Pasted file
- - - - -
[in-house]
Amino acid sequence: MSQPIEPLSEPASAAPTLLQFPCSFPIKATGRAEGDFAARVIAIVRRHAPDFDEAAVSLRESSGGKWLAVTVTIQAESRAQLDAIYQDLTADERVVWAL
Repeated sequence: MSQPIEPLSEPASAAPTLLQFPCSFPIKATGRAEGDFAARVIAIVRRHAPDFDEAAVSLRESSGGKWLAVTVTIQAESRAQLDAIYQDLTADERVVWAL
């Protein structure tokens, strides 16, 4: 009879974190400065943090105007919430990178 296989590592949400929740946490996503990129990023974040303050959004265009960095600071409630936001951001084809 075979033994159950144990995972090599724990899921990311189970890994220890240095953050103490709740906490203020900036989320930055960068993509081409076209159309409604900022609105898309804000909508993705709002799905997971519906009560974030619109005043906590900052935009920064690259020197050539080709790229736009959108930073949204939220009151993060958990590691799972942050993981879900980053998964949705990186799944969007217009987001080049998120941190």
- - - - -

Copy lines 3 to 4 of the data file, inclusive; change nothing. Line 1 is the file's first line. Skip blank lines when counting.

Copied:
Repeated sequence: MSQPIEPLSEPASAAPTLLQFPCSFPIKATGRAEGDFAARVIAIVRRHAPDFDEAAVSLRESSGGKWLAVTVTIQAESRAQLDAIYQDLTADERVVWAL
């Protein structure tokens, strides 16, 4: 009879974190400065943090105007919430990178 296989590592949400929740946490996503990129990023974040303050959004265009960095600071409630936001951001084809 075979033994159950144990995972090599724990899921990311189970890994220890240095953050103490709740906490203020900036989320930055960068993509081409076209159309409604900022609105898309804000909508993705709002799905997971519906009560974030619109005043906590900052935009920064690259020197050539080709790229736009959108930073949204939220009151993060958990590691799972942050993981879900980053998964949705990186799944969007217009987001080049998120941190």